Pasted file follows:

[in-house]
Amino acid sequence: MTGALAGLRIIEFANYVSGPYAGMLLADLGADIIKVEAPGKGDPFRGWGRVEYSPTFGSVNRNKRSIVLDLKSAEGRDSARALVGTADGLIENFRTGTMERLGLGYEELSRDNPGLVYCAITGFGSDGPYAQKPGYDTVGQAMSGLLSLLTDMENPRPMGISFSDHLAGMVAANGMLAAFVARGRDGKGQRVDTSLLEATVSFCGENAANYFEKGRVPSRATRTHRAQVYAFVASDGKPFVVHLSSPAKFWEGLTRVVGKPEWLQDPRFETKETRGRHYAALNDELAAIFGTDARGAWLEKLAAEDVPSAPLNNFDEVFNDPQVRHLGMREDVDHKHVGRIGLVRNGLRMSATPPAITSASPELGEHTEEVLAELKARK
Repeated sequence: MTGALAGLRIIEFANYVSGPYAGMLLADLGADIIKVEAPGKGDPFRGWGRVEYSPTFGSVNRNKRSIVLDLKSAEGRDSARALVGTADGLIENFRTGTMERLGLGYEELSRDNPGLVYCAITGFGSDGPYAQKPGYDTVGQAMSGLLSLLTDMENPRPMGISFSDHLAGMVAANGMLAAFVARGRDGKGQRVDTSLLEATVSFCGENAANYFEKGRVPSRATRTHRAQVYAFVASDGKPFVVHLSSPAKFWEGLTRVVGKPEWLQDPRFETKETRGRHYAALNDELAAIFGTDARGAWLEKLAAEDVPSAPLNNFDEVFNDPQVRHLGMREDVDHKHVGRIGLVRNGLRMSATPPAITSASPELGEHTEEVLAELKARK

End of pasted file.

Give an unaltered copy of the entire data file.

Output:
[in-house]
Amino acid sequence: MTGALAGLRIIEFANYVSGPYAGMLLADLGADIIKVEAPGKGDPFRGWGRVEYSPTFGSVNRNKRSIVLDLKSAEGRDSARALVGTADGLIENFRTGTMERLGLGYEELSRDNPGLVYCAITGFGSDGPYAQKPGYDTVGQAMSGLLSLLTDMENPRPMGISFSDHLAGMVAANGMLAAFVARGRDGKGQRVDTSLLEATVSFCGENAANYFEKGRVPSRATRTHRAQVYAFVASDGKPFVVHLSSPAKFWEGLTRVVGKPEWLQDPRFETKETRGRHYAALNDELAAIFGTDARGAWLEKLAAEDVPSAPLNNFDEVFNDPQVRHLGMREDVDHKHVGRIGLVRNGLRMSATPPAITSASPELGEHTEEVLAELKARK
Repeated sequence: MTGALAGLRIIEFANYVSGPYAGMLLADLGADIIKVEAPGKGDPFRGWGRVEYSPTFGSVNRNKRSIVLDLKSAEGRDSARALVGTADGLIENFRTGTMERLGLGYEELSRDNPGLVYCAITGFGSDGPYAQKPGYDTVGQAMSGLLSLLTDMENPRPMGISFSDHLAGMVAANGMLAAFVARGRDGKGQRVDTSLLEATVSFCGENAANYFEKGRVPSRATRTHRAQVYAFVASDGKPFVVHLSSPAKFWEGLTRVVGKPEWLQDPRFETKETRGRHYAALNDELAAIFGTDARGAWLEKLAAEDVPSAPLNNFDEVFNDPQVRHLGMREDVDHKHVGRIGLVRNGLRMSATPPAITSASPELGEHTEEVLAELKARK